The muses who helped to make a modernist master

Le Corbusier
February 18, 2005

Not long ago, the title of Flora Samuel's book would have seemed a provocative paradox. Le Corbusier is known to have been interested in women but, according to legend, largely in a typically male chauvinist manner. This belief accords with a common perception that the Modern Movement in architecture he exemplified was a summation of phallocentricity, an idea now made almost canonical through the writings of Beatriz Colomina and others in the 1990s.

Samuel's study reveals not only that the prejudice is inaccurate, but that the subject of femininity is the entry point for a complete revision of Le Corbusier's belief system and hence the meanings and intentions of his buildings. His religious ideas, including his identification with the Pythagorean cult of Orphism, are revealed as key to aspects of his work that have previously been overlooked.

In Nature and Space: Aalto and Le Corbusier (2003, with Sarah Menin), Samuel examined Le Corbusier's relationship with his mother. She was a skilled musician and teacher who lived to the age of 100, dying only five years before her son, who was driven by rivalry with his younger brother for parental approval. Yvonne Gallis, whom Le Corbusier married in 1930, was a wild child of nature who scarcely figured in the professional record of his life but whose contribution to his understanding of the world and himself has been increasingly recognised.

There were other women in his life, too, usually associated with journeys to distant lands. He met Josephine Baker in Brazil in 1929, Marguerite Tjader Harris in New York in 1935 and Sri Lankan architectural student Minette de Silva, in London in 1946. Here, biography develops into architectural hermeneutics through a study of architectural projects with female clients.

The third chapter provides a valuable contextual study of ideas about the role of women in the improvement society in France, representing aspects of the modernist project that have been overlooked owing to the limited scope of architectural analysis in earlier times.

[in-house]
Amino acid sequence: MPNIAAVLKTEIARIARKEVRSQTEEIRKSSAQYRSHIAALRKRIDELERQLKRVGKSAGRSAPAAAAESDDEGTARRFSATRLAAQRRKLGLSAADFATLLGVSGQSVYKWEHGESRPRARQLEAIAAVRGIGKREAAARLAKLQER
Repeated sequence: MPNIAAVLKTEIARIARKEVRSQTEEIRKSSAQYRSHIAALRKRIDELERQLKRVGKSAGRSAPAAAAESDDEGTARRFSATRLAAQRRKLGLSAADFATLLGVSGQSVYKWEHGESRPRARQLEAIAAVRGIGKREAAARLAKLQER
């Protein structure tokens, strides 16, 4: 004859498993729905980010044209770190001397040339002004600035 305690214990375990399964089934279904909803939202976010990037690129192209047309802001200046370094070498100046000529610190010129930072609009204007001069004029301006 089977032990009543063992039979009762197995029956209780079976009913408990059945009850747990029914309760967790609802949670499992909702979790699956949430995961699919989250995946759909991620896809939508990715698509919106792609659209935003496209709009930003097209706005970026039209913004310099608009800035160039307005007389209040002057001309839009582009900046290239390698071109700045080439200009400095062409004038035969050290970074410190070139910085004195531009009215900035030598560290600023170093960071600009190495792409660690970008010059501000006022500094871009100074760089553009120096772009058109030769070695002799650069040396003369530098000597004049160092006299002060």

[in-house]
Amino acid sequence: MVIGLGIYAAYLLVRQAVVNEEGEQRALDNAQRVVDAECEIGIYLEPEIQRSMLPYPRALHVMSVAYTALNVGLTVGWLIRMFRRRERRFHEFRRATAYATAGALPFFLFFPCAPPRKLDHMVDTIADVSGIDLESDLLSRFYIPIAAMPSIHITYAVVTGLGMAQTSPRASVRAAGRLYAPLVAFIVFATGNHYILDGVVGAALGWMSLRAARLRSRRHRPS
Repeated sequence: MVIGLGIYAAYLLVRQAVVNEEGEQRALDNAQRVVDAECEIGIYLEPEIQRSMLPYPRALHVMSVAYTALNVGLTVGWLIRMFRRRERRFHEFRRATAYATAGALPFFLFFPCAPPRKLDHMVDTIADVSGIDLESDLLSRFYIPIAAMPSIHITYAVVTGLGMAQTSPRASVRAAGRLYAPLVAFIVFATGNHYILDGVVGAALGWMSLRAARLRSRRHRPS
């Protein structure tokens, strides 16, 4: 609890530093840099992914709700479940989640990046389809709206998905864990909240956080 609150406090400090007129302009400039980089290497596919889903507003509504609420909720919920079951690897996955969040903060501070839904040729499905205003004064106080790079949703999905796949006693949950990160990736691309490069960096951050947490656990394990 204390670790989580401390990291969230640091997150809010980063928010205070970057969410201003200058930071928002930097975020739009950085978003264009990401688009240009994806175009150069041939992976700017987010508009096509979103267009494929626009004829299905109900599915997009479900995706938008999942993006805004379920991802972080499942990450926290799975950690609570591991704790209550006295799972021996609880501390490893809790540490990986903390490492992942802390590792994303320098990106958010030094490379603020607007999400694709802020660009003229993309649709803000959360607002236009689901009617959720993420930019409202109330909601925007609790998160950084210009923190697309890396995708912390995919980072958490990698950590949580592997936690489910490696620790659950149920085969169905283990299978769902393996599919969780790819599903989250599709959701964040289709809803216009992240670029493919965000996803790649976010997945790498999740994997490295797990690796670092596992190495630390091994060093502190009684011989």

When these wider social trends are coupled to deeper biographical investigations, the picture of Le Corbusier that emerges is almost diametrically opposite to the received image. Which view can be trusted? The divergence can be explained by the many divisions that he made to compartmentalise his spheres of activity, as a writer, painter, political thinker and architect. In addition, Le Corbusier's development was cyclical, and different messages emerge depending on the period. As Samuel acknowledges, the task of unravelling this complex, protean character has scarcely begun. On the other hand, her work, developed over many years, identifies strands within the fabric whose existence can scarcely be ignored.

In a parallel exercise, Simon Richards' Le Corbusier and the Concept of Self (2003) paints a not incompatible picture. Richards' study draws from theories of psychology, whose validity in architectural discourse remains contentious. While Samuel is less concerned with Le Corbusier as an urbanist, Richards seeks through a deeper understanding to rehabilitate this oft-rejected aspect of his work. For general readers, these studies will help to bring architecture into the wider sphere of cultural discourse, and they may also help architects to appreciate the extent to which their own culture has tended to exclude a full understanding of what it is to be human.

Alan Powers is reader in architecture and cultural history, Greenwich University.

Le Corbusier: Architect and Feminist

Author - Flora Samuel
Publisher - Wiley
Pages - 174
Price - £23.99
ISBN - 0 470 84747 6

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